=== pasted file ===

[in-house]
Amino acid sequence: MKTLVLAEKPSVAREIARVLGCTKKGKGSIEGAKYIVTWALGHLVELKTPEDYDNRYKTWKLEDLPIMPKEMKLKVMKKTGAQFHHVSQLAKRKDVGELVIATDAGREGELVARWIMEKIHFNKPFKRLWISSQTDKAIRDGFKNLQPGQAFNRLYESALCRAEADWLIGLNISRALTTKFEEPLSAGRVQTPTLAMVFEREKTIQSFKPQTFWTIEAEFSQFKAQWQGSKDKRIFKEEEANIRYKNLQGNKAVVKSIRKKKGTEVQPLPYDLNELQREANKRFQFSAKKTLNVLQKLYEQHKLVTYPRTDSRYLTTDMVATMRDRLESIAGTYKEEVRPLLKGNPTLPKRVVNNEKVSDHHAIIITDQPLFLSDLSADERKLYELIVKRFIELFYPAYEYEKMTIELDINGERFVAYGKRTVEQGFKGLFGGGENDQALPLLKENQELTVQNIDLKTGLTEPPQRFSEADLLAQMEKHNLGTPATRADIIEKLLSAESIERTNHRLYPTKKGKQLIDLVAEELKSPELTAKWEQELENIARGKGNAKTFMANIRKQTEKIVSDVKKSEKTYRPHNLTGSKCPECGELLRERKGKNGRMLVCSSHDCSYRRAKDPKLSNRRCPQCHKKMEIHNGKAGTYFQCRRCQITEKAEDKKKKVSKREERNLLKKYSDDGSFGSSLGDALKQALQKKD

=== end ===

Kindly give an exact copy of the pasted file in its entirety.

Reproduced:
[in-house]
Amino acid sequence: MKTLVLAEKPSVAREIARVLGCTKKGKGSIEGAKYIVTWALGHLVELKTPEDYDNRYKTWKLEDLPIMPKEMKLKVMKKTGAQFHHVSQLAKRKDVGELVIATDAGREGELVARWIMEKIHFNKPFKRLWISSQTDKAIRDGFKNLQPGQAFNRLYESALCRAEADWLIGLNISRALTTKFEEPLSAGRVQTPTLAMVFEREKTIQSFKPQTFWTIEAEFSQFKAQWQGSKDKRIFKEEEANIRYKNLQGNKAVVKSIRKKKGTEVQPLPYDLNELQREANKRFQFSAKKTLNVLQKLYEQHKLVTYPRTDSRYLTTDMVATMRDRLESIAGTYKEEVRPLLKGNPTLPKRVVNNEKVSDHHAIIITDQPLFLSDLSADERKLYELIVKRFIELFYPAYEYEKMTIELDINGERFVAYGKRTVEQGFKGLFGGGENDQALPLLKENQELTVQNIDLKTGLTEPPQRFSEADLLAQMEKHNLGTPATRADIIEKLLSAESIERTNHRLYPTKKGKQLIDLVAEELKSPELTAKWEQELENIARGKGNAKTFMANIRKQTEKIVSDVKKSEKTYRPHNLTGSKCPECGELLRERKGKNGRMLVCSSHDCSYRRAKDPKLSNRRCPQCHKKMEIHNGKAGTYFQCRRCQITEKAEDKKKKVSKREERNLLKKYSDDGSFGSSLGDALKQALQKKD